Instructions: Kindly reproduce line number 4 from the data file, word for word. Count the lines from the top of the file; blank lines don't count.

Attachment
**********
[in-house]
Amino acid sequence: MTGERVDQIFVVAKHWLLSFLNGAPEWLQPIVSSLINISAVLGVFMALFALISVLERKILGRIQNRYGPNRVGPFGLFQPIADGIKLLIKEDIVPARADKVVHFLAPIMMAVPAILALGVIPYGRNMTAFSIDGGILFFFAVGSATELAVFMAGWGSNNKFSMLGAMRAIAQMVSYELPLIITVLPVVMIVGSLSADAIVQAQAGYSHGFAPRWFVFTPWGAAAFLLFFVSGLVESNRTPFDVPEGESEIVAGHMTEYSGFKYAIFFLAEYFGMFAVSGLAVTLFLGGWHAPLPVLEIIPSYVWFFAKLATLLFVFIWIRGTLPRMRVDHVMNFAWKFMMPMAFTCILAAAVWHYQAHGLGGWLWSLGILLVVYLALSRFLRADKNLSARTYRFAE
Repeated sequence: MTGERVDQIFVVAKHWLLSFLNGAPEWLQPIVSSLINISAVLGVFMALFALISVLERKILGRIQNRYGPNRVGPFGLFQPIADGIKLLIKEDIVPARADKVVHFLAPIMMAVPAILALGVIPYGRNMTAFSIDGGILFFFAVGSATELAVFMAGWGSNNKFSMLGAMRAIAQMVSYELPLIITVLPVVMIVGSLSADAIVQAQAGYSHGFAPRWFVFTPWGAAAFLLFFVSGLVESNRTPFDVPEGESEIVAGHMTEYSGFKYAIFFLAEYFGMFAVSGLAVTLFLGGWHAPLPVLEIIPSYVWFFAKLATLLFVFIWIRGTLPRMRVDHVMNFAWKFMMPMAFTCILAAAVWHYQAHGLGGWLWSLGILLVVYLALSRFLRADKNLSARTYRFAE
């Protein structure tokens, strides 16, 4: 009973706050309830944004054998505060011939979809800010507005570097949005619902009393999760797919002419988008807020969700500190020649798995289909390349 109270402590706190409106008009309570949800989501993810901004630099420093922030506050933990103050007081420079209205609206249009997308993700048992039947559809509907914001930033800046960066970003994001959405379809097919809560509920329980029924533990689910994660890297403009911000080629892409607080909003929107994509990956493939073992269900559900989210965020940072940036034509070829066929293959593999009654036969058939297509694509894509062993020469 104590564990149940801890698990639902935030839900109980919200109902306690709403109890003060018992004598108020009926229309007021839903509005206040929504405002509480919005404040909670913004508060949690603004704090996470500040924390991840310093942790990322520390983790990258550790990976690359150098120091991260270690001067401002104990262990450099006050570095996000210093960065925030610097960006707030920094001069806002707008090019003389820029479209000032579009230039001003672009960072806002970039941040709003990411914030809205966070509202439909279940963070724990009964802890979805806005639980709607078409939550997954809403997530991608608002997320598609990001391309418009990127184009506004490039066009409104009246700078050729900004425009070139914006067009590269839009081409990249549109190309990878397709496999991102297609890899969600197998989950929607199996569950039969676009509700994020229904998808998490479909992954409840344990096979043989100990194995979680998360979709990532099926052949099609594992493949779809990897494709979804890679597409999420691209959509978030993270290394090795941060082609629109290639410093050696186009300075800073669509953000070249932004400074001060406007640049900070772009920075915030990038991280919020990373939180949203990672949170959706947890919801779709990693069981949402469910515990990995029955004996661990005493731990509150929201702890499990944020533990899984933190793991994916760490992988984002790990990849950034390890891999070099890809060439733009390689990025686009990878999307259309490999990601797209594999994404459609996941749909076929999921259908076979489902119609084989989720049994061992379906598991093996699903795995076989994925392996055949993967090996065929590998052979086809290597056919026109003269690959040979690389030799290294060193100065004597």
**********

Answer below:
């Protein structure tokens, strides 16, 4: 009973706050309830944004054998505060011939979809800010507005570097949005619902009393999760797919002419988008807020969700500190020649798995289909390349 109270402590706190409106008009309570949800989501993810901004630099420093922030506050933990103050007081420079209205609206249009997308993700048992039947559809509907914001930033800046960066970003994001959405379809097919809560509920329980029924533990689910994660890297403009911000080629892409607080909003929107994509990956493939073992269900559900989210965020940072940036034509070829066929293959593999009654036969058939297509694509894509062993020469 104590564990149940801890698990639902935030839900109980919200109902306690709403109890003060018992004598108020009926229309007021839903509005206040929504405002509480919005404040909670913004508060949690603004704090996470500040924390991840310093942790990322520390983790990258550790990976690359150098120091991260270690001067401002104990262990450099006050570095996000210093960065925030610097960006707030920094001069806002707008090019003389820029479209000032579009230039001003672009960072806002970039941040709003990411914030809205966070509202439909279940963070724990009964802890979805806005639980709607078409939550997954809403997530991608608002997320598609990001391309418009990127184009506004490039066009409104009246700078050729900004425009070139914006067009590269839009081409990249549109190309990878397709496999991102297609890899969600197998989950929607199996569950039969676009509700994020229904998808998490479909992954409840344990096979043989100990194995979680998360979709990532099926052949099609594992493949779809990897494709979804890679597409999420691209959509978030993270290394090795941060082609629109290639410093050696186009300075800073669509953000070249932004400074001060406007640049900070772009920075915030990038991280919020990373939180949203990672949170959706947890919801779709990693069981949402469910515990990995029955004996661990005493731990509150929201702890499990944020533990899984933190793991994916760490992988984002790990990849950034390890891999070099890809060439733009390689990025686009990878999307259309490999990601797209594999994404459609996941749909076929999921259908076979489902119609084989989720049994061992379906598991093996699903795995076989994925392996055949993967090996065929590998052979086809290597056919026109003269690959040979690389030799290294060193100065004597």